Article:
When there aren’t that many homes on the market, but many buyers want them, sellers often increase listing prices. But this usually corresponds with lower rates! You can enjoy a lower monthly premium and quicker impact on the principal due to that low rate.
On the other hand, when there are several homes on the market and less people ready to buy, the prices of homes tend to be lower. Home loan interest rates may be higher, but this could still offer a unique benefit— you may be able to shorten your term and pay less interest overall because of the lower principal amount of the loan.
How Home Loan Interest Rates Impact Affordability
Unfortunately, in 2022 and especially in Arizona, we're stuck with both high prices on homes and rising interest rates (trying to slow inflation). Here's some more info.
Let’s start by talking loan basics. When you purchase a loan product, it’s likely that the interest will be amortized over the entire life of the loan. Basically, this means that a higher percentage of your monthly payment goes toward paying interest during the first portion of your loan term. This tends to result in lower home equity in the early years of a mortgage. (What is home equity? Click here to find out more.)
Here’s an example:
On a $500,000 mortgage loan at 4.5% APR over 30 years, your initial payments (Principal + Interest) are around $2,500/month. 74% of this initial payment amount is going towards interest, and the total interest paid over the life of the loan would be approximately $412,000.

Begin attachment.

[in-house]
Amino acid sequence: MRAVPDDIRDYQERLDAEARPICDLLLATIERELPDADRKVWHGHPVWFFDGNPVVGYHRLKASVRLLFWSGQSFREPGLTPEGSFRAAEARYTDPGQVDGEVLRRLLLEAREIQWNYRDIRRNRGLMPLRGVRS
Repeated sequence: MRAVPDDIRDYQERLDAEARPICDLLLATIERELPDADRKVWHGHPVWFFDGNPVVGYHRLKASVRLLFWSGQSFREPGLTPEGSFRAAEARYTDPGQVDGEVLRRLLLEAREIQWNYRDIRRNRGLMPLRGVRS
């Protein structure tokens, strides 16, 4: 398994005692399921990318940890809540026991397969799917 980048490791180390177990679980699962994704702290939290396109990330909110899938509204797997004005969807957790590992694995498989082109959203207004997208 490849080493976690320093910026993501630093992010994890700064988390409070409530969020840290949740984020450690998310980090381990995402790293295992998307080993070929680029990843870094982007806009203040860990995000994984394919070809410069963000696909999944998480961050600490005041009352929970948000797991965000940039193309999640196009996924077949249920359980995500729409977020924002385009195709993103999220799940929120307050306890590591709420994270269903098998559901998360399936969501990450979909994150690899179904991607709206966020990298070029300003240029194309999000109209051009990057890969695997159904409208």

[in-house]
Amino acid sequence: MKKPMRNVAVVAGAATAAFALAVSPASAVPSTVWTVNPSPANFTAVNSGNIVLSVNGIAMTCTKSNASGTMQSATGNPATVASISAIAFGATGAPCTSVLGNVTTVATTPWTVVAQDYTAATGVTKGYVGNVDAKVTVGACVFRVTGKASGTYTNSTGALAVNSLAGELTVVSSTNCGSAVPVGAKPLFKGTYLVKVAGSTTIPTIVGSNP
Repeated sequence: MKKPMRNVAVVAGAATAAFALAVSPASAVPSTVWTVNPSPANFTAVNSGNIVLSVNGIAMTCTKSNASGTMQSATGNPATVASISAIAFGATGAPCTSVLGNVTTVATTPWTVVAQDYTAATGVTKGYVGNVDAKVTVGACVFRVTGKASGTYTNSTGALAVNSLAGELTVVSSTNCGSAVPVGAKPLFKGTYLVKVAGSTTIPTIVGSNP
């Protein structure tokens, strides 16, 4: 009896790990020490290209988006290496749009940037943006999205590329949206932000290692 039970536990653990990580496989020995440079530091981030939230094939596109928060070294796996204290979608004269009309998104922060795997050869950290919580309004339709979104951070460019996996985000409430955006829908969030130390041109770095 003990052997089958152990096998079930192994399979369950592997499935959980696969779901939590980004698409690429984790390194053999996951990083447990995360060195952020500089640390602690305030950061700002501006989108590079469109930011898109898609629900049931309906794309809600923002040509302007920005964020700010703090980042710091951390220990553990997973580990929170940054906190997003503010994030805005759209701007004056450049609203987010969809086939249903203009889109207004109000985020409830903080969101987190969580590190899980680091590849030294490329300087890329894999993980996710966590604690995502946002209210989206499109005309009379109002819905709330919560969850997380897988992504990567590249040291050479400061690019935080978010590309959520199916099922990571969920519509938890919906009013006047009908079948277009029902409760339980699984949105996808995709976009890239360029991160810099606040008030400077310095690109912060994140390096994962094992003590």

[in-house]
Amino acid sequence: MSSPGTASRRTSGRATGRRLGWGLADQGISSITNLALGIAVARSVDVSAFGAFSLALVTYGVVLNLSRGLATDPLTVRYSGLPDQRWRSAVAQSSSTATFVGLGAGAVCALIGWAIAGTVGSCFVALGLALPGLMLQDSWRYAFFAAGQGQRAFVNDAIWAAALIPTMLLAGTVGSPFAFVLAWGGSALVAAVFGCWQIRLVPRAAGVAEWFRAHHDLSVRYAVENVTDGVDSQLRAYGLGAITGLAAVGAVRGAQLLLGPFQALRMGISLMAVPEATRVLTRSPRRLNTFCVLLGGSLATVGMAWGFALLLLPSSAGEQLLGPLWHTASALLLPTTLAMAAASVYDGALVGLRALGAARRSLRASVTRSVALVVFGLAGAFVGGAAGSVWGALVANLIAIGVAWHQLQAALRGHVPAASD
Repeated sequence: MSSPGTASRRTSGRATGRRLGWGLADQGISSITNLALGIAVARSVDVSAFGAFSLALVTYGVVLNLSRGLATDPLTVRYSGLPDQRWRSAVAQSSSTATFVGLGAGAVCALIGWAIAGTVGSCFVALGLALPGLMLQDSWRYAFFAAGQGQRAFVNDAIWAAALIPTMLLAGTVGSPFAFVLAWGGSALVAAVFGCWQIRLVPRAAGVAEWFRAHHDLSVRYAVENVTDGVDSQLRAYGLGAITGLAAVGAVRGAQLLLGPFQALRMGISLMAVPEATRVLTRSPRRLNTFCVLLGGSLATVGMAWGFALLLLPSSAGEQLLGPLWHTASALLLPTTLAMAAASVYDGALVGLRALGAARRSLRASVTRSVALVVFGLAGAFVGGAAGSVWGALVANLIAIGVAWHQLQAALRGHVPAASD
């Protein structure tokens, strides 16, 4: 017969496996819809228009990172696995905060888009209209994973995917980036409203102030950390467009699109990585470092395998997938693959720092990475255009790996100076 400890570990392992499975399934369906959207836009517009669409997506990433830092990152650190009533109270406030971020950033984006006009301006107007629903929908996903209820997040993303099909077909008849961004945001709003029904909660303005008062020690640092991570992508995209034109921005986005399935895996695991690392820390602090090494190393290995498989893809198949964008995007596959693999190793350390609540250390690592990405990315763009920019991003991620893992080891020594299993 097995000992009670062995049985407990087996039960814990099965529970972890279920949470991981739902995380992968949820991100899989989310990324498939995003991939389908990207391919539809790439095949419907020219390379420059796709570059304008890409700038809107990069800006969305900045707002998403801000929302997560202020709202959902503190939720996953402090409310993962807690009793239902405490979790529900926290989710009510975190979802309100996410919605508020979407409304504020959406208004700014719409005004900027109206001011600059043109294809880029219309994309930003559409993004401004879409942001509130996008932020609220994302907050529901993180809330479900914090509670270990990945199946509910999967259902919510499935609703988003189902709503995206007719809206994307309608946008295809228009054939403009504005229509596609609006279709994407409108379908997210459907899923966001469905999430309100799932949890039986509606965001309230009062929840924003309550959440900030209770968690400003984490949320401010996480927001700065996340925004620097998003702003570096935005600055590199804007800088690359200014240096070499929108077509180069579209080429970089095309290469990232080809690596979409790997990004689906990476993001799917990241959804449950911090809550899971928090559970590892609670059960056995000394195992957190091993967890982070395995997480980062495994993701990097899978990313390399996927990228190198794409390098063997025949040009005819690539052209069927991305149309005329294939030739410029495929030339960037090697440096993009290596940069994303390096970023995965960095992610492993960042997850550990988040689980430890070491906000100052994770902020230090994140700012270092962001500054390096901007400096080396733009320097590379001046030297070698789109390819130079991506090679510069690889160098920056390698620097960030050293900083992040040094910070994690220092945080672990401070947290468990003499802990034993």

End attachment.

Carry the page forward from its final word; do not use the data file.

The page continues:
With the same loan and same term at a lower rate, say around 3.5%, you’re looking at an $2,245 monthly principal + interest payment, with only 65% of the initial payment amount going towards interest. This would result in $104,000 less interest paid over the life of the loan! Even a 1% rate difference matters. Check out this amortization calculator if you want to run the numbers yourself.
Interest rates may also impact how much home you can afford - or be approved for - overall. It's best to talk with a mortgage specialist to get more info on your specific situation. Plus, you can always use house buying checklists and read up on tips that can help for first-time homebuyers.
Even though home loan interest rates may feel daunting, you can always make adjustments to improve your situation. As you venture off to find your new home, you may want to check out the best neighborhoods in Phoenix. Happy home buying!
This article is intended to be a general resource only and is not intended to be nor does it constitute legal advice. Any recommendations are based on opinion only. Rates, terms and conditions are subject to change and may vary based on creditworthiness, qualifications, and collateral conditions. All loans subject to approval.